Diel Larval Fish Drift in a Small Ohio Stream (Honey Creek, Seneca Co., OH)
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Citation:The Ohio Journal of Science, v111, n2-5 (January, 2013), 33-36.
Knowledge of the timing, distribution, and abundance of newly hatched larval fish is helpful in developing an understanding of stream fish ecology. This study investigated the larval fish community in Honey Creek, a tributary to the Sandusky River in Seneca County, Ohio (April-August 2007; total N = 44). Castostomids were the most abundant family of fish collected in the drift, with percids, cyprinids, centrarchids, and ictalurids also present in the stream. Comparisons were made between time of day (day and night) and larval fish density, stream discharge, and turbidity (total suspended solids mg/L). Stream discharge was significantly higher during the day and no difference between day and night samples was observed for total suspended solid concentrations. However, 96.8% of larval fish (total N = 1,328) were collected during the night (22:00-7:00), thus supporting the majority of literature on diel drifting in larval fish communities. Additionally, high proportions of yolk-sac (0.40) and larvae (0.56) were collected. Because high occurrence of early developmental stages of larval fish and significantly higher night densities of larval fish regardless of stream discharge and turbidity were found, the results support the hypothesis that drifting is an active behavior.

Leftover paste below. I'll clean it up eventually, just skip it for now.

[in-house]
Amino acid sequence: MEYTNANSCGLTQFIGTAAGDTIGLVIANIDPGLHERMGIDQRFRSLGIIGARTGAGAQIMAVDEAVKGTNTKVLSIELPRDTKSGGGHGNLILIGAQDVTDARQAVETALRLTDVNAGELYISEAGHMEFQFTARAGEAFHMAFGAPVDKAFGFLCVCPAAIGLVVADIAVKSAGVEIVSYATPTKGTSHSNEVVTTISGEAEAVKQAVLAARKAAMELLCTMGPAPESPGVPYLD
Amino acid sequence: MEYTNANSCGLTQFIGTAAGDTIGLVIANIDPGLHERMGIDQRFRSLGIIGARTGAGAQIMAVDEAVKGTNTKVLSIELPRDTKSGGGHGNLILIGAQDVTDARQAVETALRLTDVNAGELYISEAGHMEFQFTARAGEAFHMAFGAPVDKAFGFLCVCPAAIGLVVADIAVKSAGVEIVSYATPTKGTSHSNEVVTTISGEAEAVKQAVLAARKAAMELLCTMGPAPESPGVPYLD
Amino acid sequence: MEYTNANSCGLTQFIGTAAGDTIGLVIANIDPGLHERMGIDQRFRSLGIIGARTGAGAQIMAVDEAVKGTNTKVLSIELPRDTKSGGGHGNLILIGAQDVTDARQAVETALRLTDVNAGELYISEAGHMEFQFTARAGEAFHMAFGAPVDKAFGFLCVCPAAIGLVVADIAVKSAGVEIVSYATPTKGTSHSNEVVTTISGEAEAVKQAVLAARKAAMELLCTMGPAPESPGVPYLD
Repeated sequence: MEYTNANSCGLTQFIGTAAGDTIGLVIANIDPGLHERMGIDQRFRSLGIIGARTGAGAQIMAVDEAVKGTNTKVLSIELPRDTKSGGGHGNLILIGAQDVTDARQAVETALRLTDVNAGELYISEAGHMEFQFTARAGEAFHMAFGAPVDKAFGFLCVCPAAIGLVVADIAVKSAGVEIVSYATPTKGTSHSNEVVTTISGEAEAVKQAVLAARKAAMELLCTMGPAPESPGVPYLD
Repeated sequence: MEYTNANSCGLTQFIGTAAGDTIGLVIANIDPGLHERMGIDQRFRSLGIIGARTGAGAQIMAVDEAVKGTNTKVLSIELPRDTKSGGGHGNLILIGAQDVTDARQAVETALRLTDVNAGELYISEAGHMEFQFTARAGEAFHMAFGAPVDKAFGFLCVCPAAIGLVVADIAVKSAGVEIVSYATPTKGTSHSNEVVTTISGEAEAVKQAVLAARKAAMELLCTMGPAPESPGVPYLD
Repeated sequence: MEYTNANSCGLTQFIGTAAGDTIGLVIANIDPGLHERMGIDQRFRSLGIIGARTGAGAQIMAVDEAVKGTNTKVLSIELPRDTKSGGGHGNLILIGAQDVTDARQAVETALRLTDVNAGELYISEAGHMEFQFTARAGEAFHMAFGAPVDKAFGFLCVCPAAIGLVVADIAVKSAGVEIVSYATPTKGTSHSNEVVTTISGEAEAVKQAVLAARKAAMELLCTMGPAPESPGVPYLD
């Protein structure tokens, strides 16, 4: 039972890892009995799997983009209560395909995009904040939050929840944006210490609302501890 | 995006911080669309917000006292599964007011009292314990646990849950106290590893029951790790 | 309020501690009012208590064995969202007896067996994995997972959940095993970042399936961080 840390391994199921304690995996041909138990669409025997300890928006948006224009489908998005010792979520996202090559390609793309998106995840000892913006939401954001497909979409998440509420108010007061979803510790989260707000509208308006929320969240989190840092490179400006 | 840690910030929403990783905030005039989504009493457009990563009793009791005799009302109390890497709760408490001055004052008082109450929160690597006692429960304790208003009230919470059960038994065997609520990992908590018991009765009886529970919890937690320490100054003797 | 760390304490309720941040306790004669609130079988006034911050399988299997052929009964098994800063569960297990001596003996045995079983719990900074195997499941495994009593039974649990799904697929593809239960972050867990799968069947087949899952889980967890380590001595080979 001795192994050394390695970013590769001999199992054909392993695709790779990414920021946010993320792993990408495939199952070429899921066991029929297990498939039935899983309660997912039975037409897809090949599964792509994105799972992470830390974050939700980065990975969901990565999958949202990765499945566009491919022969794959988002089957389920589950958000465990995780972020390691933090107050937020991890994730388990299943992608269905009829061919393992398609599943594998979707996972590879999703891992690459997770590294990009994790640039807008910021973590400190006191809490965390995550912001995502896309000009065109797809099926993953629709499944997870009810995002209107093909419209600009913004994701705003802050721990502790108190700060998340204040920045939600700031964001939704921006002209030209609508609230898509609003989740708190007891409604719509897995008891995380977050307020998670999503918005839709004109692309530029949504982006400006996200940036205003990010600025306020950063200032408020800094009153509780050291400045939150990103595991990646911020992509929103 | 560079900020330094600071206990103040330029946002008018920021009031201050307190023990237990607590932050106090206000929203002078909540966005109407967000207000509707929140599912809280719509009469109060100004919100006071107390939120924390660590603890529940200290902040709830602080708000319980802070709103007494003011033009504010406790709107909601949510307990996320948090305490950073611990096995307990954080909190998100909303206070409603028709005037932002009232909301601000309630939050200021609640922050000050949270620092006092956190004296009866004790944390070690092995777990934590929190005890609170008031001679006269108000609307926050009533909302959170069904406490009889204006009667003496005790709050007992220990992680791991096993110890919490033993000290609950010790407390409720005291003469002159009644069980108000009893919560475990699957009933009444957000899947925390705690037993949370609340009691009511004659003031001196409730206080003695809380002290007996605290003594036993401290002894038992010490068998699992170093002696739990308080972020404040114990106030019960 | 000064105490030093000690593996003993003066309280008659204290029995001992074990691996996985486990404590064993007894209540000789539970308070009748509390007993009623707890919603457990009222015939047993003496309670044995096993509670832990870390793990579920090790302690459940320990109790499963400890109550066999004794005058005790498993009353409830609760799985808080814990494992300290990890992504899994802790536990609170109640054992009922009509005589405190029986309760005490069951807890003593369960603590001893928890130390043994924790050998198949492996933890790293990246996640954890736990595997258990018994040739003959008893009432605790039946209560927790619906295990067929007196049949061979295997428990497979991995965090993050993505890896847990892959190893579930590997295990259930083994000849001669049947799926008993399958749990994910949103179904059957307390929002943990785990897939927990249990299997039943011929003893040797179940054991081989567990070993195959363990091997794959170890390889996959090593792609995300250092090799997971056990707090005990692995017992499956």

Author Institution: Department of Biological and Environmental Sciences, Heidelberg University, Tiffin, OH